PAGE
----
I am so not eating youtiao (fried dough fritters or Chinese crullers) for a long, long time. Getting so sick of it because I had made too much youtiao in the last couple of days as I was trying to perfect my youtiao recipe. Serious youtiao overload, haha.
Nonetheless, it had been a really gratifying experience. Though it’s really convenient and cheap to buy youtiao from most hawker centres at just less than S$1 a piece, I’m still very glad to have attempted to make my own youtiao, which is something I have always wanted to do but have been putting it off for a long time.
I tried different variations of youtiao by using yeast, baking powder and adjusting the amount of water to get different textures of dough. Finally decided that this is the best recipe because there is no need to wait for the dough to rise. The youtiao that I made with yeast tasted quite bready – not really my cup of tea. I like dough fritters that are crispy and crunchy on the outside but airy and somewhat chewy on the inside. To achieve this, you’ll have to be really concise with the amount of water used to make the dough. Too much, you’ll get an overly soft dough that will end up tasting hard when fried.
Practice Makes Perfect
You don’t really need complicated tools to make the youtiao. Simply roll out the dough, cut into rectangular strips and attach two strips together by pressing down with a chopstick. By the time I was making my third batch of youtiao, I was already getting the hang of it.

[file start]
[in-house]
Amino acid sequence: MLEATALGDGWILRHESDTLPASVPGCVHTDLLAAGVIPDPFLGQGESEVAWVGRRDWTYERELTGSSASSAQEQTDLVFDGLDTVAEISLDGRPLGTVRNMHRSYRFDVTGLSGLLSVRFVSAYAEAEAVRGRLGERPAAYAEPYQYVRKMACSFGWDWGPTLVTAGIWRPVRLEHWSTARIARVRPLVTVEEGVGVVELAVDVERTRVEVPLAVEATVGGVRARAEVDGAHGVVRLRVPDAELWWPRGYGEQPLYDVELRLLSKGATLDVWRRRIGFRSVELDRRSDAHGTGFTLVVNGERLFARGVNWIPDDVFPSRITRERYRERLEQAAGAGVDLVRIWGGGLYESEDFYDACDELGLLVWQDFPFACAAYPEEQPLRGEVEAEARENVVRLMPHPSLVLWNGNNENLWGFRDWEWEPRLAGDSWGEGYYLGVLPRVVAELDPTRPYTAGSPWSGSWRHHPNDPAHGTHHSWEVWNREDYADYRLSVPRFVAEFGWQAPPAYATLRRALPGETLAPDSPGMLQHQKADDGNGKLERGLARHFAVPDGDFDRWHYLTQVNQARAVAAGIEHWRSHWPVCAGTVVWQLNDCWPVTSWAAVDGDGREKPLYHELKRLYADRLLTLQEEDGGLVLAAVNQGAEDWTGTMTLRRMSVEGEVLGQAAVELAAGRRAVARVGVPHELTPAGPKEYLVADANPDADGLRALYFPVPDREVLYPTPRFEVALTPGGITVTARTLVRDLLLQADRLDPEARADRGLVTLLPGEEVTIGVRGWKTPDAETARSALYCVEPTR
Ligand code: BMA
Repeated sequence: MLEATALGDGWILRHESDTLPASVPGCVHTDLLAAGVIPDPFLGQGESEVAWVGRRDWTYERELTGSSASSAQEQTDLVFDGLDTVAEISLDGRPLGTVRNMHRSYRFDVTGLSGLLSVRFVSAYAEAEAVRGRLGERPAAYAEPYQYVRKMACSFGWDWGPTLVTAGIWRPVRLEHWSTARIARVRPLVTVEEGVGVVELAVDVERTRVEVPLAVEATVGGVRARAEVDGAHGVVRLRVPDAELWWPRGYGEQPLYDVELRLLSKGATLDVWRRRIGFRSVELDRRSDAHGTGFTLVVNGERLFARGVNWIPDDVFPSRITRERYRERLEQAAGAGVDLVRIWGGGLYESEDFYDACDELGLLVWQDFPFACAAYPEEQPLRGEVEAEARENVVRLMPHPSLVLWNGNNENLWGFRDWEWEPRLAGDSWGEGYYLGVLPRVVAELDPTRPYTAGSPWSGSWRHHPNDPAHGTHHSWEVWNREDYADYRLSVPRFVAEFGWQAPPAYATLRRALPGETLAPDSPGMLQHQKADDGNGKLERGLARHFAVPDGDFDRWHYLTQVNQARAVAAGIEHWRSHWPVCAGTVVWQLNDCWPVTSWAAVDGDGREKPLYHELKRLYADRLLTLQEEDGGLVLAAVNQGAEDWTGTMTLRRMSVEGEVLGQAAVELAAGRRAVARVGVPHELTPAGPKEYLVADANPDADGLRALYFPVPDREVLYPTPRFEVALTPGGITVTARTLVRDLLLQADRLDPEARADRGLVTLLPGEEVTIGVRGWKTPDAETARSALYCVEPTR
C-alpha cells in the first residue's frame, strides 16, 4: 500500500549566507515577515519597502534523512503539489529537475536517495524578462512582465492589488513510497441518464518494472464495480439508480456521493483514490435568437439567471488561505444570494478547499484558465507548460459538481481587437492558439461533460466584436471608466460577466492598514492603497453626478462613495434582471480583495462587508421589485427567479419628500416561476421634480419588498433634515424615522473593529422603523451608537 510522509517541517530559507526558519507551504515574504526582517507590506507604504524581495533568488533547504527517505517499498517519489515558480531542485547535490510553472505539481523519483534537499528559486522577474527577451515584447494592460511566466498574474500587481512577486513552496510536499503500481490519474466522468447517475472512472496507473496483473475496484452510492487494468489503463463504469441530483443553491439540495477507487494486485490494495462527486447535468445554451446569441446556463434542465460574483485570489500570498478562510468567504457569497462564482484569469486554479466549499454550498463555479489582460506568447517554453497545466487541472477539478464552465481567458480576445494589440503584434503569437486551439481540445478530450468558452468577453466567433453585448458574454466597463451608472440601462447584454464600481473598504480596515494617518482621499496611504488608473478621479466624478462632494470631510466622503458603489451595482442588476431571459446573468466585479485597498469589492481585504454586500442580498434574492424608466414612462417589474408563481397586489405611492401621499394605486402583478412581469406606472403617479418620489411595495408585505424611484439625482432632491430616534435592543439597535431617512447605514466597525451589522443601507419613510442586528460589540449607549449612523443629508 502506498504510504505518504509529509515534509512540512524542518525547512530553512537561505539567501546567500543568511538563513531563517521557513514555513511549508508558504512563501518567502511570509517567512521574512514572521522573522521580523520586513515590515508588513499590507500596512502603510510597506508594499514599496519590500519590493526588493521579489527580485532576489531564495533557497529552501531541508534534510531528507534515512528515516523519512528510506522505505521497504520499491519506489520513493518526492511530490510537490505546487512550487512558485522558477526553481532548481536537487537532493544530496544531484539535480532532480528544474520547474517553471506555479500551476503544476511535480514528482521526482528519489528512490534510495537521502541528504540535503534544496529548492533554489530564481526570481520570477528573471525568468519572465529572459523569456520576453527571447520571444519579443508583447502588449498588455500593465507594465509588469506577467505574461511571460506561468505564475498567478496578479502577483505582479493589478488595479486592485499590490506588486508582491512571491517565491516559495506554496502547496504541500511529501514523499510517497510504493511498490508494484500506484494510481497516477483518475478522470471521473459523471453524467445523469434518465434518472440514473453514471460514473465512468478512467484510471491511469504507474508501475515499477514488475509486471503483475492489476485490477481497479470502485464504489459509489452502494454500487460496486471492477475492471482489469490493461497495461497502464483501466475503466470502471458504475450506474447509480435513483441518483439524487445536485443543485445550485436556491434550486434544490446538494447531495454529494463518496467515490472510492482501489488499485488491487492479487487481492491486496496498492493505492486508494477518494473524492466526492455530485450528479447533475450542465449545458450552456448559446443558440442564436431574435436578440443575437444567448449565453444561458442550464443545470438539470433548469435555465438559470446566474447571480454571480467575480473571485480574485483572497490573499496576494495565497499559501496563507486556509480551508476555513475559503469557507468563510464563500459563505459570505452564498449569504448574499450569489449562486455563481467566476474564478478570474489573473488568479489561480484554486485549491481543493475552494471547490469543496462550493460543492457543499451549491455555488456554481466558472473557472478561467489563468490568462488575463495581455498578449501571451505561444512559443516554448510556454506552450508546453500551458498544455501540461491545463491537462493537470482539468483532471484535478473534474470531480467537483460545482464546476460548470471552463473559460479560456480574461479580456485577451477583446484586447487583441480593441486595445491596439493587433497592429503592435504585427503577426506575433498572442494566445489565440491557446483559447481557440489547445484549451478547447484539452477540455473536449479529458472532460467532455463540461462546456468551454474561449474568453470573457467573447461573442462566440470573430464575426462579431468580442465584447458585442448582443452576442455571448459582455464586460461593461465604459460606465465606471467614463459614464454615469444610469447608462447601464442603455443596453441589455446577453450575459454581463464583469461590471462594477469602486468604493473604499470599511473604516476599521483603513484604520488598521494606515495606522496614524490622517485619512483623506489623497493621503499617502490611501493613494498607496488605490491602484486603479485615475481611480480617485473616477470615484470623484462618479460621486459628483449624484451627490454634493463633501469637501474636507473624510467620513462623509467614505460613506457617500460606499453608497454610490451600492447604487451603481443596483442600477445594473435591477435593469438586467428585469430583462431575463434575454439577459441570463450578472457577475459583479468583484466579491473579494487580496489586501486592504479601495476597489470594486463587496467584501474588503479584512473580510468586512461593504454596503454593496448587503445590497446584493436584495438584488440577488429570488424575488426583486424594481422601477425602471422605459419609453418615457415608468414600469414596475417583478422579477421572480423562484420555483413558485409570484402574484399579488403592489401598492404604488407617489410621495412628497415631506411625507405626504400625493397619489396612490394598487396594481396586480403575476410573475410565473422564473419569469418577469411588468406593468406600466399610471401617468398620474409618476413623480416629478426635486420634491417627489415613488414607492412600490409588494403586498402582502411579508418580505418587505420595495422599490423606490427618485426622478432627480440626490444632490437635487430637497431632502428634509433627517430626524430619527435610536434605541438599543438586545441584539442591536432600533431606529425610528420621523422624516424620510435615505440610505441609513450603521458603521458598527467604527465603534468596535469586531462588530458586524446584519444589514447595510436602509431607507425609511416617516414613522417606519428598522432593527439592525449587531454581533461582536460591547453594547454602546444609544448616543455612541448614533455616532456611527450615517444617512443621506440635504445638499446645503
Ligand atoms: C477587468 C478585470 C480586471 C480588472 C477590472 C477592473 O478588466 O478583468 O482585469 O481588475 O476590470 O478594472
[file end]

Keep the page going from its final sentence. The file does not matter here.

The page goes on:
Length Doesn’t Matter
And off into the oil they go. Fry them up till they turn puffy and golden brown.
Due to space constraints, I made the youtiao in 6″ long sections. You can adjust the length according to the size of your cookware. Whether the youtiao is long or short, it doesn’t really affect its quality or taste.
Drain the fried dough fritters in a mesh strainer. Do not put them on paper towels as that will cause condensation and will make the fritters turn soft or soggy fast.
Wait for them to cool slightly and dig in. I took a shot of the cross-section to show how the inside looked with the air pockets. Not bready or doughy at all. Exactly what I want! 😀
You can pair these youtiao with black coffee, congee, soy beancurd or soy milk. I will also be sharing two upcoming recipes that will require the use of these delicious youtiao. Stay tuned. 😉
In the meantime, enjoy your youtiao!
- 300g all purpose plain flour + extra for dusting surface
- 1 tbsp sugar
- 1 tbsp baking powder
- 3/4 tsp salt
- 180ml cold water
- sunflower oil for frying